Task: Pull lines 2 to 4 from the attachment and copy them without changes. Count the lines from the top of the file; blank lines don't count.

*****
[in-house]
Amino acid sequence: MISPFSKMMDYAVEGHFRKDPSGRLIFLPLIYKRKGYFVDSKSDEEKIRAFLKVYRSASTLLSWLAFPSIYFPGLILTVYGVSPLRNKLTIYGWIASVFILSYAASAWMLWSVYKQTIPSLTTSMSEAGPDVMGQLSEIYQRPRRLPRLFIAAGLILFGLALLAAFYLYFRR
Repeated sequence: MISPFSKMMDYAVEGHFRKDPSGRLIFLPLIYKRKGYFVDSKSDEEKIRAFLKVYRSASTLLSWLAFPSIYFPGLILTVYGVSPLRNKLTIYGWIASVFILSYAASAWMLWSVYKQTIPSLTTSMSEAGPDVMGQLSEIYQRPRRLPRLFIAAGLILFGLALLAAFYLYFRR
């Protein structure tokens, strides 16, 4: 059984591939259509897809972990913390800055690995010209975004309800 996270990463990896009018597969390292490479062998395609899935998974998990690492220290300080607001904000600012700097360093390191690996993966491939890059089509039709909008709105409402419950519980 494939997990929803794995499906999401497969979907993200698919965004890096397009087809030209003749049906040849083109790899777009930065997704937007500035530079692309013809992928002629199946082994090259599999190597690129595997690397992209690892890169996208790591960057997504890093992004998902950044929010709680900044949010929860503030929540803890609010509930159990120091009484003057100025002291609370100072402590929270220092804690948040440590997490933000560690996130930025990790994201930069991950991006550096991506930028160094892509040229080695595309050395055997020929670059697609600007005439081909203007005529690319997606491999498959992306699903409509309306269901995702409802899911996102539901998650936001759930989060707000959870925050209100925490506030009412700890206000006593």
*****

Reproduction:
Amino acid sequence: MISPFSKMMDYAVEGHFRKDPSGRLIFLPLIYKRKGYFVDSKSDEEKIRAFLKVYRSASTLLSWLAFPSIYFPGLILTVYGVSPLRNKLTIYGWIASVFILSYAASAWMLWSVYKQTIPSLTTSMSEAGPDVMGQLSEIYQRPRRLPRLFIAAGLILFGLALLAAFYLYFRR
Repeated sequence: MISPFSKMMDYAVEGHFRKDPSGRLIFLPLIYKRKGYFVDSKSDEEKIRAFLKVYRSASTLLSWLAFPSIYFPGLILTVYGVSPLRNKLTIYGWIASVFILSYAASAWMLWSVYKQTIPSLTTSMSEAGPDVMGQLSEIYQRPRRLPRLFIAAGLILFGLALLAAFYLYFRR
């Protein structure tokens, strides 16, 4: 059984591939259509897809972990913390800055690995010209975004309800 996270990463990896009018597969390292490479062998395609899935998974998990690492220290300080607001904000600012700097360093390191690996993966491939890059089509039709909008709105409402419950519980 494939997990929803794995499906999401497969979907993200698919965004890096397009087809030209003749049906040849083109790899777009930065997704937007500035530079692309013809992928002629199946082994090259599999190597690129595997690397992209690892890169996208790591960057997504890093992004998902950044929010709680900044949010929860503030929540803890609010509930159990120091009484003057100025002291609370100072402590929270220092804690948040440590997490933000560690996130930025990790994201930069991950991006550096991506930028160094892509040229080695595309050395055997020929670059697609600007005439081909203007005529690319997606491999498959992306699903409509309306269901995702409802899911996102539901998650936001759930989060707000959870925050209100925490506030009412700890206000006593």